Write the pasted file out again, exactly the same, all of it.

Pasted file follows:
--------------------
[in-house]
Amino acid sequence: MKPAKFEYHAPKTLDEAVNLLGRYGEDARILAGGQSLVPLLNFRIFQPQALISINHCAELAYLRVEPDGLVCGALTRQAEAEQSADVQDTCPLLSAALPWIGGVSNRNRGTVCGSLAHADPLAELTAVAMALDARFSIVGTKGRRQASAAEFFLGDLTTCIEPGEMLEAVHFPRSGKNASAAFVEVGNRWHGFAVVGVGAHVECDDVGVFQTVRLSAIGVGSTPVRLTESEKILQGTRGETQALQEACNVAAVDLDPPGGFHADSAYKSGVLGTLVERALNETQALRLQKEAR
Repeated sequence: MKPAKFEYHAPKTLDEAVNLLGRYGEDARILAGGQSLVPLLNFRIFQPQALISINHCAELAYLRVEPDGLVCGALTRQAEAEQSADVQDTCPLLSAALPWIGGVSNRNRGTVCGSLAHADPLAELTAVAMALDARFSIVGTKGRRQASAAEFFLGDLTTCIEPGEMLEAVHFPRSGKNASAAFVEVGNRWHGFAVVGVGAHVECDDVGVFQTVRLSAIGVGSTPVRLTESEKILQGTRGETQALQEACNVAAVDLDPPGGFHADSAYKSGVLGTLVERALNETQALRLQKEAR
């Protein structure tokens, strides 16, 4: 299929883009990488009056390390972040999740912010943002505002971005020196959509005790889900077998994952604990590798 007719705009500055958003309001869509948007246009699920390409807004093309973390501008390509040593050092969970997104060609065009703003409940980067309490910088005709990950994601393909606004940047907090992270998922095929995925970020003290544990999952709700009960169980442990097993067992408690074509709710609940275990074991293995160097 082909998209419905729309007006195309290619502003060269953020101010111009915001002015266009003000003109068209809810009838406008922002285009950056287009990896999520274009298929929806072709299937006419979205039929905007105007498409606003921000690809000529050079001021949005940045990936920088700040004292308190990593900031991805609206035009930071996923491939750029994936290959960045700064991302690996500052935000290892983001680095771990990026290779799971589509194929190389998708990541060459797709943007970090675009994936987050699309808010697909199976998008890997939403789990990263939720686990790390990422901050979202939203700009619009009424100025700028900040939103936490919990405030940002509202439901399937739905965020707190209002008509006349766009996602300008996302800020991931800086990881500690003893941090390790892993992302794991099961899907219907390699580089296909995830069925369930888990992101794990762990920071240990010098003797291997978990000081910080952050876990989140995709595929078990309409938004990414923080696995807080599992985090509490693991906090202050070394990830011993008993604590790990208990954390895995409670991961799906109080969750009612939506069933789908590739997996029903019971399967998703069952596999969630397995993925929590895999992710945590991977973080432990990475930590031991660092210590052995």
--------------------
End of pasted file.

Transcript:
[in-house]
Amino acid sequence: MKPAKFEYHAPKTLDEAVNLLGRYGEDARILAGGQSLVPLLNFRIFQPQALISINHCAELAYLRVEPDGLVCGALTRQAEAEQSADVQDTCPLLSAALPWIGGVSNRNRGTVCGSLAHADPLAELTAVAMALDARFSIVGTKGRRQASAAEFFLGDLTTCIEPGEMLEAVHFPRSGKNASAAFVEVGNRWHGFAVVGVGAHVECDDVGVFQTVRLSAIGVGSTPVRLTESEKILQGTRGETQALQEACNVAAVDLDPPGGFHADSAYKSGVLGTLVERALNETQALRLQKEAR
Repeated sequence: MKPAKFEYHAPKTLDEAVNLLGRYGEDARILAGGQSLVPLLNFRIFQPQALISINHCAELAYLRVEPDGLVCGALTRQAEAEQSADVQDTCPLLSAALPWIGGVSNRNRGTVCGSLAHADPLAELTAVAMALDARFSIVGTKGRRQASAAEFFLGDLTTCIEPGEMLEAVHFPRSGKNASAAFVEVGNRWHGFAVVGVGAHVECDDVGVFQTVRLSAIGVGSTPVRLTESEKILQGTRGETQALQEACNVAAVDLDPPGGFHADSAYKSGVLGTLVERALNETQALRLQKEAR
């Protein structure tokens, strides 16, 4: 299929883009990488009056390390972040999740912010943002505002971005020196959509005790889900077998994952604990590798 007719705009500055958003309001869509948007246009699920390409807004093309973390501008390509040593050092969970997104060609065009703003409940980067309490910088005709990950994601393909606004940047907090992270998922095929995925970020003290544990999952709700009960169980442990097993067992408690074509709710609940275990074991293995160097 082909998209419905729309007006195309290619502003060269953020101010111009915001002015266009003000003109068209809810009838406008922002285009950056287009990896999520274009298929929806072709299937006419979205039929905007105007498409606003921000690809000529050079001021949005940045990936920088700040004292308190990593900031991805609206035009930071996923491939750029994936290959960045700064991302690996500052935000290892983001680095771990990026290779799971589509194929190389998708990541060459797709943007970090675009994936987050699309808010697909199976998008890997939403789990990263939720686990790390990422901050979202939203700009619009009424100025700028900040939103936490919990405030940002509202439901399937739905965020707190209002008509006349766009996602300008996302800020991931800086990881500690003893941090390790892993992302794991099961899907219907390699580089296909995830069925369930888990992101794990762990920071240990010098003797291997978990000081910080952050876990989140995709595929078990309409938004990414923080696995807080599992985090509490693991906090202050070394990830011993008993604590790990208990954390895995409670991961799906109080969750009612939506069933789908590739997996029903019971399967998703069952596999969630397995993925929590895999992710945590991977973080432990990475930590031991660092210590052995």